When funny, charming, absolutely normal Audrey Cuttler dumps her boyfriend Evan, he writes a song about her that becomes a number-one hit and rockets Audrey to stardom!
Suddenly, tabloid paparazzi are on her tail and Audrey can barely hang with her friends at concerts or the movies without getting mobbed let alone score a date with James, her adorable coworker at the Scooper Dooper. Her life will never be the same, at least, not until Audrey confronts Evan live on MTV and lets the world know exactly who she is!
Audrey is a serious music fan, so the chapters in her story begin with song lyrics. I thought I'd take a cue from this (I grew up on Christian rock O_o, so my music knowledge is limited*) and have a little fun with this review.
Gotta admit, I wasn't super crazy about the cover when I first saw it, but I suppose it's fitting. The music junkie in Audrey would definitely do a little headbanging (but certainly not play the air guitar). The background also has that album cover vibe, especially with the title and author's name radiating outward like it's spinning. It works, but I'm a bit blinded by the colours and worried I'm getting hypnotized by the thing.
The voice, oh, the voice. Seriously, this book is a study in great teen voice, let me tell you. Very seldom do I come across books where I feel the author has nailed this spot on. All too often I find stories riddled with profanity (though, there are f-bombs in this), and lame-ass (oops) expressions meant to sound 'teen' but missing the mark horribly. Benway knows her teens. Here's a small sampling of some of my personal faves:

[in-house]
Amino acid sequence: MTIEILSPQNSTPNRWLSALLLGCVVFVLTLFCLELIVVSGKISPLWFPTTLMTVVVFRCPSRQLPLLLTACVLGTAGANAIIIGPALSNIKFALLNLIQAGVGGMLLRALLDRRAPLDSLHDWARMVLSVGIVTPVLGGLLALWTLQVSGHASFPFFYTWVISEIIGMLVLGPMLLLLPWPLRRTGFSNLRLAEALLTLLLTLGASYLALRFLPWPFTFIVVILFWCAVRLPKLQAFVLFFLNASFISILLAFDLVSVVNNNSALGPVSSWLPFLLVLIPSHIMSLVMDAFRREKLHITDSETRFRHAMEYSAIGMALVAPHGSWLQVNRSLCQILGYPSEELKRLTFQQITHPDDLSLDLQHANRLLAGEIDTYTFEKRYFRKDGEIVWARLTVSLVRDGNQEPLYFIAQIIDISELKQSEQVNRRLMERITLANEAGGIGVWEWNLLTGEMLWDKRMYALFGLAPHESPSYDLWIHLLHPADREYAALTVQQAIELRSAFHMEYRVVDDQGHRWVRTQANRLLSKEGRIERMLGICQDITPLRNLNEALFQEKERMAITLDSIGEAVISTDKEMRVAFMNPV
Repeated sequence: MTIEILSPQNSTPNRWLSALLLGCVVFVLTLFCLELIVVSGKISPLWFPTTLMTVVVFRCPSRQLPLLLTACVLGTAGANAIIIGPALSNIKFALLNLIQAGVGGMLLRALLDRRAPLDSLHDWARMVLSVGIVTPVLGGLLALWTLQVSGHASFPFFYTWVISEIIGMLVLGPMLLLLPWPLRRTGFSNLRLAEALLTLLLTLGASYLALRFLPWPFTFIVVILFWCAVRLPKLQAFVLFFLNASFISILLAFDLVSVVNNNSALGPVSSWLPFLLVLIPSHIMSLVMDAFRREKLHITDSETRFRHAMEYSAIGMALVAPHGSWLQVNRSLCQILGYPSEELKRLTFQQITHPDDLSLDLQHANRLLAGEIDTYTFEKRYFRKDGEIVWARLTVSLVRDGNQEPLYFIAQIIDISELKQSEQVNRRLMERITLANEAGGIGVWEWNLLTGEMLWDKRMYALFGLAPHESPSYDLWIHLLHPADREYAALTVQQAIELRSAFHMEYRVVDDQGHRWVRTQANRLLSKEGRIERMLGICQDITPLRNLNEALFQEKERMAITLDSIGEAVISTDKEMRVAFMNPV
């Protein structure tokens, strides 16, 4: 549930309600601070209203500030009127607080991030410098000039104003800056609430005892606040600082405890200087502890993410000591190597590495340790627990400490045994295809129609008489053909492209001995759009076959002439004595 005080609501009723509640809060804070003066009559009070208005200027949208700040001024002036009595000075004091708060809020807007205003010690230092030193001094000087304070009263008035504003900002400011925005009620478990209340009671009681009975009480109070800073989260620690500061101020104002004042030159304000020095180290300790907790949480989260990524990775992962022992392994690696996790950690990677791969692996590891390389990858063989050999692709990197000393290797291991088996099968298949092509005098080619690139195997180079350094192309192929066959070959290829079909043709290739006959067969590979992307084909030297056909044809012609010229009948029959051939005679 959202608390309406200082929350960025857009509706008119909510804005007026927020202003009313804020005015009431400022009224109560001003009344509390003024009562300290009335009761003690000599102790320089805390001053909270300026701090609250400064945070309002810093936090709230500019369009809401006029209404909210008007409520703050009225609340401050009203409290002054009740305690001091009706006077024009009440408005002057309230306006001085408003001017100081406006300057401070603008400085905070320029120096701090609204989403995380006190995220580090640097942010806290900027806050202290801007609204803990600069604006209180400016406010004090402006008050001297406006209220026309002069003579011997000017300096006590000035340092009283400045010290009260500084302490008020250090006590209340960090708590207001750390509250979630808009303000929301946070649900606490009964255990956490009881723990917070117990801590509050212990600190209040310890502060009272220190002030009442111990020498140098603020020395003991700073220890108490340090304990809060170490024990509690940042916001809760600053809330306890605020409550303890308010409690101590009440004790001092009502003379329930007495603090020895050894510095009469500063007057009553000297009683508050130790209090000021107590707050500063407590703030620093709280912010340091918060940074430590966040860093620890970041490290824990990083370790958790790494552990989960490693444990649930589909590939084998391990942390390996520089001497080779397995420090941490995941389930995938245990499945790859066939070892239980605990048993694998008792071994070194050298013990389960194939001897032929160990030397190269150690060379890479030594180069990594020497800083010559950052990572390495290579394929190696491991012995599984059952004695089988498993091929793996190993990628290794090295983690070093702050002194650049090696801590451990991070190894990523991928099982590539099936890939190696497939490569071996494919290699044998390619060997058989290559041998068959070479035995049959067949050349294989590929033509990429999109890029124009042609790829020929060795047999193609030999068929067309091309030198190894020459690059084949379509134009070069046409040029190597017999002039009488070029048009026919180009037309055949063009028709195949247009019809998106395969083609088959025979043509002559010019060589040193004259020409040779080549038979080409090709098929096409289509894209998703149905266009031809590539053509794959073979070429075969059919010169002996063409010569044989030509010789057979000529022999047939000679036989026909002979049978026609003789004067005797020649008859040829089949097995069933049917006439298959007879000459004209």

"My job sucks the most suck that has ever sucked."
"How would you like to star in your very own commercial?"
"I'd rather swim in battery acid."
"Get over here and talk to her. She's a reporter, not a Dementor."
"Harry Potter nerd."
"Whatever. Take the damn phone."
"Did you just say 'frolic'?"
"Is it not a word?"
"Who the hell says 'frolic'?"
"I say frolic. And more people should."
"They should say frolic or actually frolic?"
I think there is just the right amount of swoon in Audrey, though I'm always up for more smooch. James is that guy that you don't immediately notice, and those tend to be the keepers in the end. He's understanding and supportive, and exactly the kind of guy Audrey needs in the wake of her overexposed breakup. The boy that you really want to take home to Mom & Dad, without being boring (if the smooch scenes are any indicator).
While there is some suspension of disbelief here, this is a really fun book that isn't without substance. It's a story about growing into the person you're supposed to be, and not what everyone else thinks or says you are. Audrey's struggle to deal with what is first irritating then seriously suffocating is entertaining, if at times a smidge unbelievable. As for Audrey? I'm jealous of her vast music knowledge (see 'Christian rock' above), and would love to have a friend like her, snark and all. Her parents: They felt real and competent, which was a breath of fresh air. Her friends: Frustrating at times, but mostly the kind of friends you want next to you.
I've already mentioned some of my personal favourites, but here's another:
"It was like someone had stretched out my brain and shaken off the dust. My arms lost their numbness, my vision was sharp, and when I climbed out of the stall and went to look in the mirror, I felt brave and clear and not scared at all."
Right near the end of the book it suddenly occurred to me that I should have been listening to the tracks Benway quoted at the beginning of every chapter. Derp. If I had a time-turner I'd go back and read each chapter while listening to the song mentioned. That could make for a really fun, really appropriate reading experience.
How about you? Read any good books lately?_______________________________________________________________
* Please don't hate me because I thought Petra and DC Talk were cool. If you don't know who they are, consider yourself lucky—a bullet-dodger, if you will.